We waited months, then a year went by, still nothing had been done. I didn’t sleep much in those months. Frank and I drank more than we should and he was there for me the whole way through.
“Let’s gut him!” I remember him saying when we were too drunk to stand at his mansion. (He developed a story for Invidio Ward, a popular gaming company, and made a fortune himself.) He started firing rounds from my dad’s .45 into his fireplace. He never really had worries. He just kind of drifted a long like he was stuck in his own head. I’m just glad I got him out of his parent’s house before he tried to throw a radio in the bath tub like in the movie Fear and Loathing in Los Vegas. You know the scene. Johnny Depp is told by his accomplice to throw a radio into the bath tub when the white rabbit peaks.
The trial finally came. I sat in my seat, anxiety crippled me. When her murderer walked into the room, the taste of metal filled my mouth. My vision went red, and I saw the veins in my eyes, and not even Frank could hold me back. I jumped the barricade that separated us from the lawyers and grabbed him by the neck. I punched him in the eye. I could feel the socket crack under my fist, then again in the jaw. I know I broke his jaw. I felt him try to escape. I slammed his head into the corner of the witness stand and threw him to the ground. The bailiff grabbed me, bringing me back to Earth. I felt the sickening nausea of the adrenaline as it dumped into my stomach. I screamed “I want him dead! I’ll kill him where he stands!” I miss her voice of reason.
The next few days went by in a blur. Students turned in papers, people would give their apologies and I would nod. I don’t remember a lot of it. I did realize, however, I hadn’t seen Frank in several days. I called his cell at least a dozen times to no avail.
I awoke startled in a sweat in my room. It was midnight. I didn’t remember falling asleep, but I remembered dreaming. Reality was pouring in vividly all at once. I reached over to tell Clair about the nightmare, then realized it wasn’t just a bad dream. I started to check my fridge for anything to eat. Nothing but empty George Dickle bottles. Glorious. I didn’t remember drinking those either.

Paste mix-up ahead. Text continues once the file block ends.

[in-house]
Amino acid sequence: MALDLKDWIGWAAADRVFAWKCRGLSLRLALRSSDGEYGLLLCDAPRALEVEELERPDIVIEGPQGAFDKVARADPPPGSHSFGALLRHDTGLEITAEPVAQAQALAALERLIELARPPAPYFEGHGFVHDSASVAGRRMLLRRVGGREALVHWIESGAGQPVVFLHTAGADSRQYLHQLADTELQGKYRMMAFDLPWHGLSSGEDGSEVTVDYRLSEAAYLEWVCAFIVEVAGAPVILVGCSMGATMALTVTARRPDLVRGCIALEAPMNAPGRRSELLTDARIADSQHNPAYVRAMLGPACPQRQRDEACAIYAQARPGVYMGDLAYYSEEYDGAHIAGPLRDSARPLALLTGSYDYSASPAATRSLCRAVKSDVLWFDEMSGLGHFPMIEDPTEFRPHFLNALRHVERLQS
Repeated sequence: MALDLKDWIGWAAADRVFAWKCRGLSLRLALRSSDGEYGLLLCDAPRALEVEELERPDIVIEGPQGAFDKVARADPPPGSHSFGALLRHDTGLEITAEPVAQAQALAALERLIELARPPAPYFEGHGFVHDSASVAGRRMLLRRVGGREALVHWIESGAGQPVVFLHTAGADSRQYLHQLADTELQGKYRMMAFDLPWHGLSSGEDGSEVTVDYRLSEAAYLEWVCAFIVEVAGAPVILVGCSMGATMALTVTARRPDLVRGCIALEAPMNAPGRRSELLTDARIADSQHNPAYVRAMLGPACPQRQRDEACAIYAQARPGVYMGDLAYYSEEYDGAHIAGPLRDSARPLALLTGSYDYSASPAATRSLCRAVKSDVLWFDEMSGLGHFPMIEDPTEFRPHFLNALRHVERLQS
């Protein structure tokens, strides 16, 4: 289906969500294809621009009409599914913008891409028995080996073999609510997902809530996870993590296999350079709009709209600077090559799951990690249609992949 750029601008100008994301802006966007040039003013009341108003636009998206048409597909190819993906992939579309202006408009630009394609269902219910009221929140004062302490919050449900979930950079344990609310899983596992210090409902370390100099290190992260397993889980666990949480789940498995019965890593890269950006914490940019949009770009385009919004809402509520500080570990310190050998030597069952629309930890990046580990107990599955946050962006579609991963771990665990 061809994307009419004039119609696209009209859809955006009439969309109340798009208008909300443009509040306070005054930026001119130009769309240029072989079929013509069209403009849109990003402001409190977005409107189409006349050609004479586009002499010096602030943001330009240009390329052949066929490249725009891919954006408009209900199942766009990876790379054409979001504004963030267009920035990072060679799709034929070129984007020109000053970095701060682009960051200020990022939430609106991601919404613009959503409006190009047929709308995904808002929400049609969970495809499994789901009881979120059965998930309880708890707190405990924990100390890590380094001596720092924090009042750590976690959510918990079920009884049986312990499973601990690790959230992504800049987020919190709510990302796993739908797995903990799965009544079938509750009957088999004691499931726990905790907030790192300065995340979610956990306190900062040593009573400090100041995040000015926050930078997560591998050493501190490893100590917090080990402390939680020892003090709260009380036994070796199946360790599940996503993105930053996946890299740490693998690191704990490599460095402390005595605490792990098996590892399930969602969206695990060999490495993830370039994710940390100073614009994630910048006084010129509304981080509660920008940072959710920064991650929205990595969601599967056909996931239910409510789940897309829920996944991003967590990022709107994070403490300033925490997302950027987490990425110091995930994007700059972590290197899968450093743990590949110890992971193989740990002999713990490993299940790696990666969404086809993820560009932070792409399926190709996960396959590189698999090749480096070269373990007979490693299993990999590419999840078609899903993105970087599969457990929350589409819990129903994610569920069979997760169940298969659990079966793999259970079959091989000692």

As I sat in front of the static of the T.V., a car horn pierced the still air. As I ran outside I noticed a black, late 90s model van was sitting in my drive way, the kind with the sliding door. The door slid open to reveal Frank with a cattle shock prod in his hands, wearing his aviator sunglasses that were too big for his face (not to mention it was also 3 A.M.), and none other than my wife’s murderer chained to a chair. “Get in,” he said. “Let’s make him sing.”
I jumped in the van without any questions. I knew Frank would tell me regardless. He looked at me through his dark sunglasses and said, “I paid off most of the higher-ups. They let me take him ‘for a ride.’” He laughed after that bit. “His record’s say he was murdered in prison. I’ve gotten him all warmed up for you. Cattle prods will make any man yell for his creator.”
I walked up to my wife’s assailant. He was covered in bruises and blood. It looked like Frank had already done a number on him, but left the finishing touches up to me. I felt all feeling leave my body as I asked, “Do you understand what you’ve taken from me, you piece of shit?” I looked at Frank’s homemade workshop he had created in the van. I found the buzz saw. This was the tool I needed to make this lesson hit close to home. I picked it up and revved the blade. He began to whisper to himself hysterically.
He looked up at me as his whispering got louder and louder. “Do you want to know what it sounded like when the knife went through? She’ll love me after I do this, I know she will.” Frank came around hard with the prod and hit him in the face. It produced the smell of burning flesh, an almost putrid smell. I drove the saw through his ankles, dismembering them completely. He’ll never walk again. I then kicked his chair back, let him fall to the ground, and then grabbed his head, slamming it on to the floor board of the van. I walked over to the work bench to find an evidence bag labeled Murder Weapon and my wife’s time of death. Frank had also paid to get the item used to slay my wife from the police office.
“I signed the chief’s son’s game one time. We’ve been close ever since.” Frank explained. “He said that this knife was never found, and then he winked at me.” He gave a little cough of a laugh at this. I took the weapon out of the bag and looked at the murderer who was bleeding on the floor board of the van. He was still alive, though barely. He had enough time to get what was coming to him.
I untied him from his chair. As I did so, he took a swing at me. I dodged and he fell to the floor on his stomach. Seeing my opportunity, I plunged the knife into his back. I gave it a little twist and held it there until he stopped breathing. Frank picked me up and hugged me. “It’s over now, buddy, it’s all over.”